American small-cap stocks will bounce back

Smaller companies in America will play catch up with their bigger peers.

The US stockmarket as a whole is expensive compared to its history. However, anyone looking to invest in America might want to look at the smaller company index the Russell 2000.

While the S&P 500 blue-chip index is up by around 8% this year, the Russell is little changed. But there's scope for small-cap stocks to play catch up.

Small businesses are at their most optimistic in seven years, with confidence nearing its pre-recession average. That makes sense because small caps are domestically orientated, they benefit most from household spending, which accounts for the lion's share of America's GDP.

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And for now at least, the US consumer is in fine fettle. Consumer confidence is also at a seven-year high now that the labour market is rapidly gaining strength. There is talk of this being the best Christmas shopping season since the crisis.

As a result, "we don't expect the divergence between the economic performance of small firms and the small-cap equity market to last long", says Capital Economics.

Another boost for small caps is that they are barely exposed to currency risk, whereas the strengthening dollar undermines the S&P's foreign sales worth around half of total revenues.

A further reason to like small-cap stocks is that their earnings quality is higher, notes Barclays. Since the recovery began, large caps have beefed up their earnings mainly by managing costs smaller companies have focused on bolstering sales.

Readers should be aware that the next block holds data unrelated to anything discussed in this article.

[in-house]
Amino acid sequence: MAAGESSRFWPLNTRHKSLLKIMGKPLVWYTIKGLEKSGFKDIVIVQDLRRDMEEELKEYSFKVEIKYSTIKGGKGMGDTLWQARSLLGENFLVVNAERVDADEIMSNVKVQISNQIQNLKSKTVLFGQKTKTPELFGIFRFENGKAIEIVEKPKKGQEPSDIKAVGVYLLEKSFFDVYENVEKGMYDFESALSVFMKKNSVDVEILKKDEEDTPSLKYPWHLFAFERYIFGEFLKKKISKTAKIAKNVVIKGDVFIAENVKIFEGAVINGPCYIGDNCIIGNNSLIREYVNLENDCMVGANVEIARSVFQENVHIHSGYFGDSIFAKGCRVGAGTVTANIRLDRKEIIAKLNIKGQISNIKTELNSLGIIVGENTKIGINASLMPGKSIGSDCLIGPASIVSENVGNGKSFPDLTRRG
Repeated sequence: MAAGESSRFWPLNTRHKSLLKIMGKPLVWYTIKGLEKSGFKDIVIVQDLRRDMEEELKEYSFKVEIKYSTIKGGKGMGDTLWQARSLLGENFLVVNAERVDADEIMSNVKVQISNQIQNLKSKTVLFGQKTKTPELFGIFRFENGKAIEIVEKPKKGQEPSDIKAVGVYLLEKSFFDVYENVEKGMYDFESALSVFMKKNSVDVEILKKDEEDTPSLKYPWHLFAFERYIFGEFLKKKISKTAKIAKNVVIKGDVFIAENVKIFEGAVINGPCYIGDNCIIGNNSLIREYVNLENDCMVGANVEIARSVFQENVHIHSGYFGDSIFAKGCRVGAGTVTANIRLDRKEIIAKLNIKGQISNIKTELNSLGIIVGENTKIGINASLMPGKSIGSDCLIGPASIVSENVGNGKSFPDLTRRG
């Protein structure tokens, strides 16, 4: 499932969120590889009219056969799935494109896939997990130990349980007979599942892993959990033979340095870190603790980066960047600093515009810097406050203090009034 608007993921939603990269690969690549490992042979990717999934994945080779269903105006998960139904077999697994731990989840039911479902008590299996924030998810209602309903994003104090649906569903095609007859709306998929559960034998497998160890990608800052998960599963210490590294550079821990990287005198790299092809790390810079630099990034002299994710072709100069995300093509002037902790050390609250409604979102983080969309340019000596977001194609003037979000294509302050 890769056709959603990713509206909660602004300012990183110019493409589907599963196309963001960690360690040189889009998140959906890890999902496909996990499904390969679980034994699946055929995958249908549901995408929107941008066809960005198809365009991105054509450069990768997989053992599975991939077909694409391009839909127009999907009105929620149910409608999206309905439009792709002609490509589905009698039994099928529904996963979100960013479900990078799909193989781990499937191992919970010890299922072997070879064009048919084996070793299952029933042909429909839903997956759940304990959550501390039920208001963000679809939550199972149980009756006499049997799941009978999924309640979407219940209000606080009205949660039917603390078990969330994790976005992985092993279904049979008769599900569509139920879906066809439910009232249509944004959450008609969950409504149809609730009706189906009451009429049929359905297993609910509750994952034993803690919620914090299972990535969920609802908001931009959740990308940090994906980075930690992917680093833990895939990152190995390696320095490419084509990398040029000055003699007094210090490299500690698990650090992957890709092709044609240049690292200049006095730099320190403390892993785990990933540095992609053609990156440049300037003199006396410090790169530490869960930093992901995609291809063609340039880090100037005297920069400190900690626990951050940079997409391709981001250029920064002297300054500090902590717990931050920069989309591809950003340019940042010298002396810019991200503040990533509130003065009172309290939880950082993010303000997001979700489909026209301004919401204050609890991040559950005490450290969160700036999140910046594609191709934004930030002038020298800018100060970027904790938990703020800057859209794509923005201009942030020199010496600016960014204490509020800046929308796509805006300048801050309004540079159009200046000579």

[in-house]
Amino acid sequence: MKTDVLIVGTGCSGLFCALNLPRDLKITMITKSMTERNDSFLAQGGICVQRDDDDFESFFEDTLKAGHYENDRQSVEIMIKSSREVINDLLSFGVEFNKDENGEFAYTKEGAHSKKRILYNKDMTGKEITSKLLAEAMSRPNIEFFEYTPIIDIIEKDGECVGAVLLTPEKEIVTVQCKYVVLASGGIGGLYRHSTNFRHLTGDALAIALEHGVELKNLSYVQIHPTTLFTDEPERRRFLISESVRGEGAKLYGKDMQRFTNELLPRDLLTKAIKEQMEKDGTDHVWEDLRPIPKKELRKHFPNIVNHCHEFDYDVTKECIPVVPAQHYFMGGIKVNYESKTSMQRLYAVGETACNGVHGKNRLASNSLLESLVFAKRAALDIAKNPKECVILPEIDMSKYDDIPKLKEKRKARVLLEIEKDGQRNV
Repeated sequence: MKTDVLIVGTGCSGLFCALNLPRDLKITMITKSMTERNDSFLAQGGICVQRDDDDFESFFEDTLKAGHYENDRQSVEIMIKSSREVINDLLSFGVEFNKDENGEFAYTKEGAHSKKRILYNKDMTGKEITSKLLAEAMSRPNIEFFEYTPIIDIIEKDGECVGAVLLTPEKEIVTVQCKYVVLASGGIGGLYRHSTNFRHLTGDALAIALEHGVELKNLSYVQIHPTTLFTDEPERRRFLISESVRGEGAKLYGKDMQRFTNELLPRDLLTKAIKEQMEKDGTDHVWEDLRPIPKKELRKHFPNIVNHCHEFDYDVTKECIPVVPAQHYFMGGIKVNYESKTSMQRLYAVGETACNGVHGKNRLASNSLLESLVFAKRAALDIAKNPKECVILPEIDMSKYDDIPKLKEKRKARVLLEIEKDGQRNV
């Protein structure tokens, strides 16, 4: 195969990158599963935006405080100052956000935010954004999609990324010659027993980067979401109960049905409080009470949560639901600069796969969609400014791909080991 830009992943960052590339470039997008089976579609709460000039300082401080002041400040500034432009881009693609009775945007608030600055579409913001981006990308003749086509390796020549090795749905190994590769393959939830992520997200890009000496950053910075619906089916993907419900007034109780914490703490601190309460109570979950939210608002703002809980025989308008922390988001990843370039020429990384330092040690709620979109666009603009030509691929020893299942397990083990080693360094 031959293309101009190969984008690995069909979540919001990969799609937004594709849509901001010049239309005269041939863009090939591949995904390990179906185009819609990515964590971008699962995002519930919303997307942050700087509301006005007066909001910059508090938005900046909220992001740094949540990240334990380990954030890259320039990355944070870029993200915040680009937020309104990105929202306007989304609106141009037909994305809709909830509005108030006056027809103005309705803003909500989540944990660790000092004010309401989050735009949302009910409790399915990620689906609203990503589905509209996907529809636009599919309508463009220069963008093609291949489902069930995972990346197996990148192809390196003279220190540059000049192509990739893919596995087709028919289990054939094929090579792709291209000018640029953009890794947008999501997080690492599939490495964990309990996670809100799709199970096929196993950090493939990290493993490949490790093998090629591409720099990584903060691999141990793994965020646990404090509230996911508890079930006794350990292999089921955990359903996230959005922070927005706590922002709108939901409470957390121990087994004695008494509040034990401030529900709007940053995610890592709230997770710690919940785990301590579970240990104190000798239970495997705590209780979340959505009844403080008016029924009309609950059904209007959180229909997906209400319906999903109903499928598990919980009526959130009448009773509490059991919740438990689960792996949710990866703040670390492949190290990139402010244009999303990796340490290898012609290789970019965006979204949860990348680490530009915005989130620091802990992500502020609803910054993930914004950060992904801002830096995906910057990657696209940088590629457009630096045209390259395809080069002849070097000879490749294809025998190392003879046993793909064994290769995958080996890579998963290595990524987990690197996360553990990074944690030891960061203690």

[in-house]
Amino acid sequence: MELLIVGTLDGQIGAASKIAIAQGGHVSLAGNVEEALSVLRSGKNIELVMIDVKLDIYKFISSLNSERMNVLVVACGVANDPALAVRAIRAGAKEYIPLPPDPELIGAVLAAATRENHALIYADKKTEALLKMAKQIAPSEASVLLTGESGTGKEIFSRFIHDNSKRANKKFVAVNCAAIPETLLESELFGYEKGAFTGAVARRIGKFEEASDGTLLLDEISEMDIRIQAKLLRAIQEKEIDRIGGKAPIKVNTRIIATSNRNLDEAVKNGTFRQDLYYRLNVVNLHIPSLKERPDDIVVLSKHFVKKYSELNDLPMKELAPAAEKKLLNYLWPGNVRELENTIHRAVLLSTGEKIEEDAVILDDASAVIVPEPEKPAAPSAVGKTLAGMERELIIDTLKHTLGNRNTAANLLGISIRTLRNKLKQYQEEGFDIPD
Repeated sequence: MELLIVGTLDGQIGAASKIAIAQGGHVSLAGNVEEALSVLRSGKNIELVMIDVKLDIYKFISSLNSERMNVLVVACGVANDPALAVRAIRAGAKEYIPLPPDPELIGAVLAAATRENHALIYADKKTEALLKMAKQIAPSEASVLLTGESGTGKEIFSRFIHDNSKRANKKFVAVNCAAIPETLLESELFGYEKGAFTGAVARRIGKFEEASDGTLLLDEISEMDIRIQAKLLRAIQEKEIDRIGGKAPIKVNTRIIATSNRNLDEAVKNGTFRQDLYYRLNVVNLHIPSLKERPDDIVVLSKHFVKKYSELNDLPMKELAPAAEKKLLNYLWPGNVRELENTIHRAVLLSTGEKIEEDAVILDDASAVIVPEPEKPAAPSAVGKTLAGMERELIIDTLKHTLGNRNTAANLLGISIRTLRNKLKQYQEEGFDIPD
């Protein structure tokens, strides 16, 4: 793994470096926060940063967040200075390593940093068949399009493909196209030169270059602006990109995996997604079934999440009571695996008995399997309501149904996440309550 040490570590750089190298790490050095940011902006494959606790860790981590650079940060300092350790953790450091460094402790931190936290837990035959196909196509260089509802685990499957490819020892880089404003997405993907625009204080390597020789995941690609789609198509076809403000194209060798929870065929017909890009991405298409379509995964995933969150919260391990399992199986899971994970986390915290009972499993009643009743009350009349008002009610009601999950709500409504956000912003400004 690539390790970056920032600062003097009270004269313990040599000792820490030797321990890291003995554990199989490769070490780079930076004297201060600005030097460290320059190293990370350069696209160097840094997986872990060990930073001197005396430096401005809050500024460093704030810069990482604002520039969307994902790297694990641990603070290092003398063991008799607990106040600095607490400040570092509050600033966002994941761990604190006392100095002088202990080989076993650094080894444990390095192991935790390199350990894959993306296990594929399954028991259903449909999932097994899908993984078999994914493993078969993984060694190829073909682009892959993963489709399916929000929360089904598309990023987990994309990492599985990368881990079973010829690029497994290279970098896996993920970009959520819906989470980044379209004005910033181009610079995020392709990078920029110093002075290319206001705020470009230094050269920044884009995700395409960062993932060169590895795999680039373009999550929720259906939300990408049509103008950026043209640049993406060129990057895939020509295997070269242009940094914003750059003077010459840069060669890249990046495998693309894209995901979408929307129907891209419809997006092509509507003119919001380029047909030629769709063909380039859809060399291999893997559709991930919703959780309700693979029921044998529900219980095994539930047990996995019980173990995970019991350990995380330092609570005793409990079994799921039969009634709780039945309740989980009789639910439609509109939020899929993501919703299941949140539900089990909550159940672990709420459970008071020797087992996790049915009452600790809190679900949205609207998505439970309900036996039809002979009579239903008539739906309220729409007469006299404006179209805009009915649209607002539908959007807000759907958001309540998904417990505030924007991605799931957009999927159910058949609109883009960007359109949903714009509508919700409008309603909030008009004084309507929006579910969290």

The Russell 2000 should also benefit from cash-rich blue chips looking to scoop up smaller rivals. Given all this, the Russell seems set to close the gap with its blue-chip rival over the next few months.

Andrew Van Sickle

Andrew is the editor of MoneyWeek magazine. He grew up in Vienna and studied at the University of St Andrews, where he gained a first-class MA in geography & international relations.

After graduating he began to contribute to the foreign page of The Week and soon afterwards joined MoneyWeek at its inception in October 2000. He helped Merryn Somerset Webb establish it as Britain’s best-selling financial magazine, contributing to every section of the publication and specialising in macroeconomics and stockmarkets, before going part-time.

His freelance projects have included a 2009 relaunch of The Pharma Letter, where he covered corporate news and political developments in the German pharmaceuticals market for two years, and a multiyear stint as deputy editor of the Barclays account at Redwood, a marketing agency.

Andrew has been editing MoneyWeek since 2018, and continues to specialise in investment and news in German-speaking countries owing to his fluent command of the language.